Kantar's Profiles Blog

Sampling & Sourcing Pitfalls: Quota Problems?

Posted by Austen Lear on Aug 27, 2018

We’ve all been there. You spend endless hours perfecting a survey and imagining your ideal audience fallout. Might as well set some quotas to ensure that desired outcome, right? But now, as you take a step back, those quotas are starting to look a bit unrealistic and a little overwhelming. Take a deep breath, because I’m here to help provide solutions for some common pitfalls when it comes to setting quotas.

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Do you currently have quotas set for age, gender, income, ethnicity, education, region, kids in the household and your client segments? This amount of quotas (or even just four or five of these) can cause a number of issues: feasibility impact, sampling overload, over quotas, the list goes on. Not only can they be challenging to manage, the side effects from these issues cause harm to the panel and panelist engagement.  

To simplify your quotas without sacrificing data, try combining quota groups. If you initially proposed six quota buckets for age, reduce them to three. This can still provide an accurate subset of the larger audience. The same approach can be applied to income and other demographics as well. 

Why do “too many quotas” cause feasibility problems?

Having too many quotas can cause unfavorable combinations to arise as quotas begin to close (and we all know the easy ones go first). For example, your United States survey could be left needing Hispanic males in the Midwest to close a project. In this scenario, you would be looking to fill an ethnicity quota in a region where that ethnicity doesn’t have a large representation. Or in another project, you could be left with age 65+ early adopters with a master’s degree; a challenging ask.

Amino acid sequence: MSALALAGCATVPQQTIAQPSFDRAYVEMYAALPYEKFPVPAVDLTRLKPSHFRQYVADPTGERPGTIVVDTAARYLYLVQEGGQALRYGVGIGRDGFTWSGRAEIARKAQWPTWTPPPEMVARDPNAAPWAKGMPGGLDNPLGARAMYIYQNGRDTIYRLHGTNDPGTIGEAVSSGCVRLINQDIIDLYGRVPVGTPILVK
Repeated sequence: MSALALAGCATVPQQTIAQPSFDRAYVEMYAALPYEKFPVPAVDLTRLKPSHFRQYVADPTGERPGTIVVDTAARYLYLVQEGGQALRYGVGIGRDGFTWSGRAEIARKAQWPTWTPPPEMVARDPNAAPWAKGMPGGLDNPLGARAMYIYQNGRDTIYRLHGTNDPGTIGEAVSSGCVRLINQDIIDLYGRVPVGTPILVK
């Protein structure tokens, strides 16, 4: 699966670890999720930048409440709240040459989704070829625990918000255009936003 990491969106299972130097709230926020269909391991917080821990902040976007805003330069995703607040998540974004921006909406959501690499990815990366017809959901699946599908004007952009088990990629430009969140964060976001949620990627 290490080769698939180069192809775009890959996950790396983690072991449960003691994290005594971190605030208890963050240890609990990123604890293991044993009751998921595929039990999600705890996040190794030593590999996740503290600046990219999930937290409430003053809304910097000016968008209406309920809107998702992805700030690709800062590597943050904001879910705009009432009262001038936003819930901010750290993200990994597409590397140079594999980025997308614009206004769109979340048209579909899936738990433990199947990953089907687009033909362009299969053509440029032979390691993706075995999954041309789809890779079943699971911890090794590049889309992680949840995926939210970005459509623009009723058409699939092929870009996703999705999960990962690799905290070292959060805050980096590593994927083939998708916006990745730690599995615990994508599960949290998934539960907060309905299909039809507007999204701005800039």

Have you considered the goal of the research when you designed national representative (nat rep) quotas with a specific audience?  For example, if you’re screening for respondents that go skiing or snowboarding five times or more a year, and there are quotas in place to include national representation in the United States. This could pose a problem regarding incidence rates for quota groups, and therefore impact feasibility. In this scenario, we can assume that older respondents (60+) may not go skiing/snowboarding as frequently as younger respondents, and respondents from Florida most likely won’t be hitting the slopes as frequently as those from Colorado. Instead of forcing unrealistic quotas, try one of these solutions:

  1. Set the quotas to match the Skiing/Snowboarding audience, rather than forcing nat rep where it may not fit.
  2. Use a national representation outgo, but allow age or region completes to fall in naturally. This ensures you expose a nat rep audience, but you’re collecting a representation of your audience. If you feel this method provides unfavorable results to how the population looks, you can always weight the data for the quotas that are underrepresented.

These are just two situations where too many quotas can create inefficiencies for you, your studies and panels. Discuss any quota concerns with your project manager prior to fielding. There may not always be an opportunity to combine quota groups, and sometimes national representative quotas are the way to go, but recommendations from a trusted sampling solutions partner may help you avoid some of these pitfalls.

Topics: Online Sampling, Data Quality

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